More on Career Objectives

Your career objective is usually one of the first things a potential employer sees when he looks at your resume. Crafting a well-structured and enticing career objective is a valuable skill and putting that skill to work can mean landing the perfect job for you.
  1. Structure and Phrasing

    • When you create a career objective, go for short and sweet. Lengthy objectives tend to overstate information you will already include in your resume anyway, and can become boring and redundant for the person who has to read several resumes a day.
      Choose strong verb phrases rather than complete sentences and avoid using the word “I” in your objective. For example, instead of writing, “I want a job,” use the phrase, “seeking employment.” Do not ask for anything as part of your career objective; rather, offer your services. When you write, “Seeking employment where I can expand my skills/gain experience/increase exposure,” you are essentially asking them to give you something out of the job instead of offering to bring something to their company.

    Focus on Job Type

    • Be specific in your career objectives. Tell prospective employers exactly what kind of job you are seeking; general phrases such as “seeking part-time employment” or “Job in the sales world” are not specific enough. Instead, use phrases such as “a direct sales job working in the telecommunications industry” or “part-time employment providing clerical services to a law firm.” These objectives specify the job you are seeking instead of making it look like you will take anything you can get. Of course, you will have to tailor your objective for every job you apply to in this situation, but in the end it will make you a better candidate.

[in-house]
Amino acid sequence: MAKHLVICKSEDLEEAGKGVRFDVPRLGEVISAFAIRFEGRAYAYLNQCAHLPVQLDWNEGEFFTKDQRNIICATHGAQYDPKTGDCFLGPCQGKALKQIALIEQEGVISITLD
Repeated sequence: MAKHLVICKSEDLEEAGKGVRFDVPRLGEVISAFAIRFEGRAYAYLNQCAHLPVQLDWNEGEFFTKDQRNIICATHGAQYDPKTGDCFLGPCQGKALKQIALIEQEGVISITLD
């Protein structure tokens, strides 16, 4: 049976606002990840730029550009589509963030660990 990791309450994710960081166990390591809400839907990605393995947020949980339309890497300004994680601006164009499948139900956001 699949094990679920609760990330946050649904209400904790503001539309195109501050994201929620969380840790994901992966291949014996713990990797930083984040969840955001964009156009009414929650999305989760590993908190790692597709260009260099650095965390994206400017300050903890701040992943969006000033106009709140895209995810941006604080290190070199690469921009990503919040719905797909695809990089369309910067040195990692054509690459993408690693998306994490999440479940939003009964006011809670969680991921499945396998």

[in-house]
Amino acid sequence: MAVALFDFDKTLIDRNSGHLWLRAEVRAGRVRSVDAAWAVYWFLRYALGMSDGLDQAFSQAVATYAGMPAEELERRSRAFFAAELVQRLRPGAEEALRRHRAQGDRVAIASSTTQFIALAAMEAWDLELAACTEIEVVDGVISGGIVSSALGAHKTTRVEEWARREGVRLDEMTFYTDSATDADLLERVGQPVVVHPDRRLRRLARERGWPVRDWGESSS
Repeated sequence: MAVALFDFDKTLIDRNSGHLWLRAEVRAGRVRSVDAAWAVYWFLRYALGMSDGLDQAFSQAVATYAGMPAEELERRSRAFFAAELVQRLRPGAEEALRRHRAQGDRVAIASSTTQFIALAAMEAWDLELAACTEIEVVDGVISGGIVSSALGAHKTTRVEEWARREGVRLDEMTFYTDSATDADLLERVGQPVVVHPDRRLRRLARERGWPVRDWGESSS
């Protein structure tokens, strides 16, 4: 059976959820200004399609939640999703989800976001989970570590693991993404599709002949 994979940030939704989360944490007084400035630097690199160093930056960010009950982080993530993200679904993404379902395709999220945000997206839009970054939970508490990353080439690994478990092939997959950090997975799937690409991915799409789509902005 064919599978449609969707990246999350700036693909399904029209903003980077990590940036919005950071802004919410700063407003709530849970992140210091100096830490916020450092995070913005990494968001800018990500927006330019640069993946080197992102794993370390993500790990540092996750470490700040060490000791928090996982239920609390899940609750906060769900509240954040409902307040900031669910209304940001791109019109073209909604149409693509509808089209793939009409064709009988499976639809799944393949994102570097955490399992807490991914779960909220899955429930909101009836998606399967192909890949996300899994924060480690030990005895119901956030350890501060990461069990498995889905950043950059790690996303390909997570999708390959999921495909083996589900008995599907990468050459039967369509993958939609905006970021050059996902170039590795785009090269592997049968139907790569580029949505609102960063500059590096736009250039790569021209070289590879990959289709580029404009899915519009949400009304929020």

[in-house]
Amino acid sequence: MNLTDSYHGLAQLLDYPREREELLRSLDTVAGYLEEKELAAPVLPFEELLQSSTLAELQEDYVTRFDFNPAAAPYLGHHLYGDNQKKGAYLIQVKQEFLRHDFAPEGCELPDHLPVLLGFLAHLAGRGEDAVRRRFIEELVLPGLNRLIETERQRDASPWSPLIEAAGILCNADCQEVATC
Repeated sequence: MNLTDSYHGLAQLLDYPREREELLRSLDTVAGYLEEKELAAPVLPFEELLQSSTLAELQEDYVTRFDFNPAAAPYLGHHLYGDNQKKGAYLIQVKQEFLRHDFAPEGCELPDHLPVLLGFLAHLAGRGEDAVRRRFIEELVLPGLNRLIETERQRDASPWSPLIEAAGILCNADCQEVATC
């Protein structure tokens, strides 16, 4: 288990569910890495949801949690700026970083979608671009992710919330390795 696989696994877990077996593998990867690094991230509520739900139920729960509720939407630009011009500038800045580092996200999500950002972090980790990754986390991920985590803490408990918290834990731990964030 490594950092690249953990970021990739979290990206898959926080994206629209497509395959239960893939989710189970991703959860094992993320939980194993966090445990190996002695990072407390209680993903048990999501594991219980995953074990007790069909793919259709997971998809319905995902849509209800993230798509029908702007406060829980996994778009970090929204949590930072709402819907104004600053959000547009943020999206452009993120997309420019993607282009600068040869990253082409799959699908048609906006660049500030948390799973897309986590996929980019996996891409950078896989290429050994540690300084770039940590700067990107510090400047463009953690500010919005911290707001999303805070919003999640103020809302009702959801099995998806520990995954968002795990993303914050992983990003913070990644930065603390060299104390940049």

Highlight Your Skills

    • Use your objective as a way to show what you can do. Phrases such as “seeking an accounting position with specialization in corporate accounts and stock market analysis” shows prospective employers that you have a specific skill set and expertise you can bring to their company. If you don’t have an area of expertise, try to think of skills that would benefit someone in that job, such as interpersonal communication, typing, problem-solving, or customer relations. Then show how you can apply those skills to the position by highlighting them in your career objective.


Ngozi Dickson
Ngozi Dickson
Articles: 31